ATO / Contributions / Limited Recourse Borrowing Arrangements / Pensions / Professionals / SMSF / SMSF Compliance / Trustee education

Reflecting on SMSFs in 2011

As the 2011 year comes to a close, it’s a time to ponder where the SMSF industry has come from in the last 12 months and also where it is heading…

This time last year, we had just seen the Government’s response to the Cooper Review, with many of these reforms now only 6 months away (although there does appear for some work still be done on FoFA and the Approved Auditor registration reforms).

In reflection, here’s some of the interesting things impacting SMSFs from 2011:

  • Total SMSFs grew by 7%*  to 450,498
  • Total assets grew by 3.4% to more than $397 billion; predominantly driven by an increase in cash held by SMSFs.  Property also grew in asset value for the year, however shares on the other hand, were the asset class hard hit due to the continued global financial problems.
  • Excess Contributions Tax continued to grow as a key industry issue, with an increased number of assessments by the ATO… and to think that the most recent published statistics showed that the ATO had only just started on the 2009-10 financial year, where the Labor Government halved the concessional contribution cap!!
  • We did however see some sort of olive branch by the Government, with a proposed ‘once-off’ refund of Excess Contributions Tax.  This was not retrospective though, taking effect for the 2011/12 financial years and onwards.
  • We continue to await details of the proposed concessional contribution cap extension for those 50 years of age and over with account balances of less the $500,000.  A budget commitment in 2010 and re-affirmed in 2011, we currently appear no closer to an outcome from Government to this administrative nightmare!!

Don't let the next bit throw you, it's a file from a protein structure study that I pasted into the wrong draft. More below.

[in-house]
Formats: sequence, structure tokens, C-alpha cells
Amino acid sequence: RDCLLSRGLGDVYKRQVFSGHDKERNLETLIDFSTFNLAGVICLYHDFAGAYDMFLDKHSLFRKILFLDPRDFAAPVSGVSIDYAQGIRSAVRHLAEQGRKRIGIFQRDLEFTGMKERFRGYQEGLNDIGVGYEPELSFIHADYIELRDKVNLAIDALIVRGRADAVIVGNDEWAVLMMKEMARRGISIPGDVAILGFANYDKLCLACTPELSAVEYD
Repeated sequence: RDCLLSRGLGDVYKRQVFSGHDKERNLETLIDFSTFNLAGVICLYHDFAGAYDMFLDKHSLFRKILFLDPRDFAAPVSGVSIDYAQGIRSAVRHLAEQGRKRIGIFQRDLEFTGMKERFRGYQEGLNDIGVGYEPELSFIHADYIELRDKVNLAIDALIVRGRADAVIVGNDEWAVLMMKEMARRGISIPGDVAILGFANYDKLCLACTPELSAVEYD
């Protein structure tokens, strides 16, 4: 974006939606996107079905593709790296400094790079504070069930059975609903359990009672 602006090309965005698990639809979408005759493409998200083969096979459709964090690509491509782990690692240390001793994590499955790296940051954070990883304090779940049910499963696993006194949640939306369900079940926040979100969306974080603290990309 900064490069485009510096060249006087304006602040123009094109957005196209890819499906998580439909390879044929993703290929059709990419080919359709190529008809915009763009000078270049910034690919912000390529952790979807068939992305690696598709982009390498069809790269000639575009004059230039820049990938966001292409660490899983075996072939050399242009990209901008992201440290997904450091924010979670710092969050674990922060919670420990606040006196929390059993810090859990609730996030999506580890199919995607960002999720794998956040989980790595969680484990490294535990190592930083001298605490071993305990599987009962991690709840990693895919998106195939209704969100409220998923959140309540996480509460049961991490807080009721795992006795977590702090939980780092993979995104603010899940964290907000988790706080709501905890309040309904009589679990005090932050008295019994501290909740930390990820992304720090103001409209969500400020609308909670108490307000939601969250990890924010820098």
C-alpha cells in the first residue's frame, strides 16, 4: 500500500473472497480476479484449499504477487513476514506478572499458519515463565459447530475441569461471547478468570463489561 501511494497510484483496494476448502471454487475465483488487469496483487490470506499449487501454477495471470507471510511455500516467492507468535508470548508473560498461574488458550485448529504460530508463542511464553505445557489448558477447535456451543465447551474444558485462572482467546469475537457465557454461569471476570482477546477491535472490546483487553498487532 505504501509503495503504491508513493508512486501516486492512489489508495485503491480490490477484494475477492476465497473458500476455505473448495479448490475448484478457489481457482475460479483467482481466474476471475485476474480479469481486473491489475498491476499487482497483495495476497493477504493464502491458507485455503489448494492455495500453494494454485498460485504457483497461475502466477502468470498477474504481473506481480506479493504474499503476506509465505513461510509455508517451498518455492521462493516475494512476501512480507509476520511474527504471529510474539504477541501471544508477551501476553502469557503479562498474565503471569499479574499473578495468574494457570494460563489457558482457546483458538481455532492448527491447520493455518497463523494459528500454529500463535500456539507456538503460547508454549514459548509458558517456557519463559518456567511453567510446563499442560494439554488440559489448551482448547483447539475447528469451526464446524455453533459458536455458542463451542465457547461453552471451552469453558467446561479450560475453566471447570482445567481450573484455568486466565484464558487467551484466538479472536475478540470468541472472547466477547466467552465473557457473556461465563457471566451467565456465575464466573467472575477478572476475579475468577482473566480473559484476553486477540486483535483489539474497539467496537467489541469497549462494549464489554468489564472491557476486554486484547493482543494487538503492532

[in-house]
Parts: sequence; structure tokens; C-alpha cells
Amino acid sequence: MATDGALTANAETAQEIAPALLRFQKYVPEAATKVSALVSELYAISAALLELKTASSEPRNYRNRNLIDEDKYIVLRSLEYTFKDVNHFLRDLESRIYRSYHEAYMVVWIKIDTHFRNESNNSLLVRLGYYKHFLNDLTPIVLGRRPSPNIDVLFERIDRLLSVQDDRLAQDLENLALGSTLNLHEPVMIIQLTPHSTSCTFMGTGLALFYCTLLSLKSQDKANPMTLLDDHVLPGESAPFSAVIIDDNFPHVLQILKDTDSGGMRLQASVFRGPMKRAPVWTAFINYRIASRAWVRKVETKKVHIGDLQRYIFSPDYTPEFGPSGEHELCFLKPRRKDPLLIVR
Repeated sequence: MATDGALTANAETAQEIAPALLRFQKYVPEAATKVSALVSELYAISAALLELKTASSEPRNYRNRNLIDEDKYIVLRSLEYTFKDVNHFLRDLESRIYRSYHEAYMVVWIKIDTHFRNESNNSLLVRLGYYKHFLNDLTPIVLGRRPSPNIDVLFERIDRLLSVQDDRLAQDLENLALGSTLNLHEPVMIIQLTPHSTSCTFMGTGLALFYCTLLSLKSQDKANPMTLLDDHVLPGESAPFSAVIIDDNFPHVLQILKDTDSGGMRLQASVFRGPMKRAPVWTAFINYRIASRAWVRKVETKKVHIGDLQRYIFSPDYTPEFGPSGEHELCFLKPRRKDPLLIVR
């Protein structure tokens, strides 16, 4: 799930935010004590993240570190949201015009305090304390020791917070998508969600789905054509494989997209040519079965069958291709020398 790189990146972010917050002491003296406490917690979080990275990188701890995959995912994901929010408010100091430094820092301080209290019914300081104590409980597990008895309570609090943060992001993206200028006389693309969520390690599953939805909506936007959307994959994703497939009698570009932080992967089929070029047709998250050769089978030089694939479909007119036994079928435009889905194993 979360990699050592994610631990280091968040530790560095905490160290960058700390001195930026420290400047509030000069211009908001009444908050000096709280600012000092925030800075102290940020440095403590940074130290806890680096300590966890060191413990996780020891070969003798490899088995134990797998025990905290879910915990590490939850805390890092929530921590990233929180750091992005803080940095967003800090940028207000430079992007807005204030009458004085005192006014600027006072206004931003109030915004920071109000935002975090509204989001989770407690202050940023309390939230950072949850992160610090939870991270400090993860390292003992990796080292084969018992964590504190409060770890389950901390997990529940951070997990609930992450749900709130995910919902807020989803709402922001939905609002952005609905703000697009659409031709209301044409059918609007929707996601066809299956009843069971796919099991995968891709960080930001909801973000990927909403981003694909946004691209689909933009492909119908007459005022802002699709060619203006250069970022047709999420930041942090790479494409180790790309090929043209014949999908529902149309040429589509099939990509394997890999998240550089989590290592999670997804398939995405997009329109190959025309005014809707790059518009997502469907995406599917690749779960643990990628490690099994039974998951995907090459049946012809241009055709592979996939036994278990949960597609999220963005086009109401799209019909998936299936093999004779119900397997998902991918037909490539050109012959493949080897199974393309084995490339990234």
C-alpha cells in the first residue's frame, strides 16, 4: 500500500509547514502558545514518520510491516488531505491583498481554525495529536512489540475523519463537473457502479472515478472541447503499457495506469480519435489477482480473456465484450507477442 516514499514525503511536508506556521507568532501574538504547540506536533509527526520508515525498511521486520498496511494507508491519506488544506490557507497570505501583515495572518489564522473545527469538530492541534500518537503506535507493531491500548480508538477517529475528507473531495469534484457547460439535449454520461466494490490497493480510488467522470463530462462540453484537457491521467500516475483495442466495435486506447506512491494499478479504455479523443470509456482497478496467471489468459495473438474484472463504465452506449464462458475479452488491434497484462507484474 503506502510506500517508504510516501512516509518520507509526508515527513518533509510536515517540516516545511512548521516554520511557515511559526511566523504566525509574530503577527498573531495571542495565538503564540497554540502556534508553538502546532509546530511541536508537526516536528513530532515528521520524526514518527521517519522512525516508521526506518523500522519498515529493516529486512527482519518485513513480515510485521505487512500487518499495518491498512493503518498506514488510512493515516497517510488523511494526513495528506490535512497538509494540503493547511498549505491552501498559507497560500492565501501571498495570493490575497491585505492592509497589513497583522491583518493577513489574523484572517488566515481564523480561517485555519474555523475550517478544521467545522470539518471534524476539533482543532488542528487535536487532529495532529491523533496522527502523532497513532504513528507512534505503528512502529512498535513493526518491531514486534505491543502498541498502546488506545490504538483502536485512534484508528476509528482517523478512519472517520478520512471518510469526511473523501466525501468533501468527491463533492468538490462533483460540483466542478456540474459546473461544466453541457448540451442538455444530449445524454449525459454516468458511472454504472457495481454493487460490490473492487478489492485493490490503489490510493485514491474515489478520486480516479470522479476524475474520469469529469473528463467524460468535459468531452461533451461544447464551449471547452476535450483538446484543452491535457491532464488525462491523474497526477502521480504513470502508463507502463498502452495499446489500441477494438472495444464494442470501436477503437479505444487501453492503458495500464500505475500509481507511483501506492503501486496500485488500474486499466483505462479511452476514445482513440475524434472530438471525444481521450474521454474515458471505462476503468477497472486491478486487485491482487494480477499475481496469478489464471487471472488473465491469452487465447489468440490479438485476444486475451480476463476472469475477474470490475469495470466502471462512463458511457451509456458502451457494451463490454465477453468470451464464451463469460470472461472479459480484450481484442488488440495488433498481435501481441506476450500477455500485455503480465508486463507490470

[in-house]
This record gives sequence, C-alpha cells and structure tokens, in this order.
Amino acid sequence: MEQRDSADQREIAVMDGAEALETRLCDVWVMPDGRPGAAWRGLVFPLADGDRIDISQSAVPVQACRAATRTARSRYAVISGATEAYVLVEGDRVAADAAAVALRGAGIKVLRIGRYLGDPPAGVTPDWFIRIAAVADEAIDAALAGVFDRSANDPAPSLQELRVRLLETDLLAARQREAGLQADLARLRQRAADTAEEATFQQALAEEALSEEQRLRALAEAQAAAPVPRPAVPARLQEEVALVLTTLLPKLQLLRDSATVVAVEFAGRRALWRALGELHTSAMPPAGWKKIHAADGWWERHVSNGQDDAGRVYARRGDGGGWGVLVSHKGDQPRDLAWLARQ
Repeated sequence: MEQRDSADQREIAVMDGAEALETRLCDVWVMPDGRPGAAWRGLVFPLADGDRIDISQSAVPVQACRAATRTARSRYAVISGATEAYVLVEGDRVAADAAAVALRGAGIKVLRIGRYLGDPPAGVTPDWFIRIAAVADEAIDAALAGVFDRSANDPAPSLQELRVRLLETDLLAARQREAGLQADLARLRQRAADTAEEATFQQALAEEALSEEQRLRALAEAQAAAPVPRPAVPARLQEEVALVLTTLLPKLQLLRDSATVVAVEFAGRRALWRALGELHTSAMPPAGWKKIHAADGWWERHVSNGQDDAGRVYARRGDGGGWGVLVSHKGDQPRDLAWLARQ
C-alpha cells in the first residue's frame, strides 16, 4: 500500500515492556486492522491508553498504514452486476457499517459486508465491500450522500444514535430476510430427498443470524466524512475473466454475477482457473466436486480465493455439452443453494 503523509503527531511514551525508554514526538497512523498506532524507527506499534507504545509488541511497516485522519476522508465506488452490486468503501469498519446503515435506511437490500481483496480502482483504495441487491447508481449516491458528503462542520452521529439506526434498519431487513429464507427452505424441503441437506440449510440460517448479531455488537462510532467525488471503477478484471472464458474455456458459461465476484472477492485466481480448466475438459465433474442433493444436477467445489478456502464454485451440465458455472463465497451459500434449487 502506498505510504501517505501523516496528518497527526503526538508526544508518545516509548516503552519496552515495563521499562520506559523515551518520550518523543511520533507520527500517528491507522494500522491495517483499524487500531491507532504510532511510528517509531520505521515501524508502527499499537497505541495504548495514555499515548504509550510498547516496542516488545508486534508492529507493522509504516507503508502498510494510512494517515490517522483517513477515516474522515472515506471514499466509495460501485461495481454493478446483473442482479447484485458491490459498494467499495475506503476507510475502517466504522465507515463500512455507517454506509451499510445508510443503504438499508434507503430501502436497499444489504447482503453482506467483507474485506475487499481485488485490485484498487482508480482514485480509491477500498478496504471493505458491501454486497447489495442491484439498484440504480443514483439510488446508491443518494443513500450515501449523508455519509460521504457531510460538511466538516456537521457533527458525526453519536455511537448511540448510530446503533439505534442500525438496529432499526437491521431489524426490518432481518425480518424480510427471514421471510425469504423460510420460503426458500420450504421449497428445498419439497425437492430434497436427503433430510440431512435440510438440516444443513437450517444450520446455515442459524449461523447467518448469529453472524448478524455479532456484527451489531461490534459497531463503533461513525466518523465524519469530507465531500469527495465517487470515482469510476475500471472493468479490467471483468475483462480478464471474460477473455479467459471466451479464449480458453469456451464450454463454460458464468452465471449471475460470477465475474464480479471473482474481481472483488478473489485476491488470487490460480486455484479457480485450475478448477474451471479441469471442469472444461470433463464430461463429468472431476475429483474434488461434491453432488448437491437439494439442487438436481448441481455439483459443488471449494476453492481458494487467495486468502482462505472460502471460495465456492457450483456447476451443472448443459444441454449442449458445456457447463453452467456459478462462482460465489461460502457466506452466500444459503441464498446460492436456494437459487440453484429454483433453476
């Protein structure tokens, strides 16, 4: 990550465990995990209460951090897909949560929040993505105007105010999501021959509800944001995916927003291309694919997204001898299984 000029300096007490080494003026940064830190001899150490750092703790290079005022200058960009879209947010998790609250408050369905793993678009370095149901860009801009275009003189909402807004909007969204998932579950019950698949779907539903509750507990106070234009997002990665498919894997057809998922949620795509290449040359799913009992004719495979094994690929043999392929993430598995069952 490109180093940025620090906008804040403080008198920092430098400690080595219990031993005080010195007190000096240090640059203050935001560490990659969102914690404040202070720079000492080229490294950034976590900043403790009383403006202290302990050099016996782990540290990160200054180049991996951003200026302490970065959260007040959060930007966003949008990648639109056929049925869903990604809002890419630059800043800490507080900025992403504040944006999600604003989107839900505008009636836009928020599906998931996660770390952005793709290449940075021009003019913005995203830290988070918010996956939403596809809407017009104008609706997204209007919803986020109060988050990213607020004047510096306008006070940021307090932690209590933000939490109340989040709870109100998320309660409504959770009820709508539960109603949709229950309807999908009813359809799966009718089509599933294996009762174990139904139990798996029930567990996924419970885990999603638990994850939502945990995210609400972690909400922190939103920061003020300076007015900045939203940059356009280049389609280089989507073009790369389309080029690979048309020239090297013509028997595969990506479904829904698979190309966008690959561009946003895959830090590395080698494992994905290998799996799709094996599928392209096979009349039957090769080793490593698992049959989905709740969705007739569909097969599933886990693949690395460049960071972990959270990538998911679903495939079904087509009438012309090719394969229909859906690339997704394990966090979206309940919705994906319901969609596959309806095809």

• The year also saw two important rulings issued, although the industry responses to these could not have been any further apart.  The views expressed by the Commissioner on key concepts of limited recourse borrowing arrangements were embraced by many who were pleased in the practical approach taken to the single acquirable asset definition and also the ability to make improvements to an asset using the SMSFs own resources.  The more controversial ruling issued in July 2011 was when a pension commenced and ceased.  Many of the views expressed by the Commissioner, whilst not necessarily having changed since a previous interpretation in 2004, were broadly criticised with their interpretation and also of the unintended consequences.  With all responses to the ruling also in the hands of Treasury to review, it is quite obvious that further action will be taken here ensure there is no ‘revenue leakage’ if the industry is found to be correct.
  • The year also saw the introduction of section 62A and SISR 13.18AA relating to collectables and personal use assets acquired from 1 July 2011.  These new rules implemented from the Stronger Super reforms intend to address the legitimacy of SMSFs acquiring these assets for investment purposes, rather than gaining a current day benefit (e.g. hanging a painting on your wall at home).
  • Streamlined TPD insurance tax deductions have also been introduced, distinguishing the level of deductibility based upon whether an insurance policy is classified as ‘any occupation’ or ‘own occupation’.
  • A range of ATO interpretive decisions impacting pension payments, death benefits with stepchildren, and assets acquired where a charge already exists.
* these figures were using Sept-10 to Sept-11 ATO statistics as these are the most recently published by the Regulator.
In my view, 2011 has been more talk than action…  I’m not suggesting that it’s necessarily been a bad thing; however it has been a year where the Future of Financial Advice and Stronger Super reforms have been heavily debated, with most of these reforms expected (but not yet assured) to take effect from 1 July 2012.  Add to these reforms, unresolved discussion papers on extended contribution caps, refund of excess contributions, amongst other things that reiterate my views on the year.
Many people in the financial services industry are already “reformed out” from 2011, however the real challenge lies ahead in 2012.




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